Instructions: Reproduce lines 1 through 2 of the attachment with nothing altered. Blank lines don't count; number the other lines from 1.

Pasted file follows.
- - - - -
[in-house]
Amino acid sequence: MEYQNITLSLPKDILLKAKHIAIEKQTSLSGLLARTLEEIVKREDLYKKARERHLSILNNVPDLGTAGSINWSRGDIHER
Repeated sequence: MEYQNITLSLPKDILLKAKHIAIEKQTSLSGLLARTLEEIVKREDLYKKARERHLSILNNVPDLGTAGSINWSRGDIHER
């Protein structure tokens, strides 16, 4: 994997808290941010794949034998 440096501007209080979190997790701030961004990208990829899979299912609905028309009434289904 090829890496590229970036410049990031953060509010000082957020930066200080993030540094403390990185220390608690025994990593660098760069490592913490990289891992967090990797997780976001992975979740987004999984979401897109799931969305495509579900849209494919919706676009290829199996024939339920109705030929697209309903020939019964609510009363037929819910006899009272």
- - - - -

[in-house]
Amino acid sequence: MEYQNITLSLPKDILLKAKHIAIEKQTSLSGLLARTLEEIVKREDLYKKARERHLSILNNVPDLGTAGSINWSRGDIHER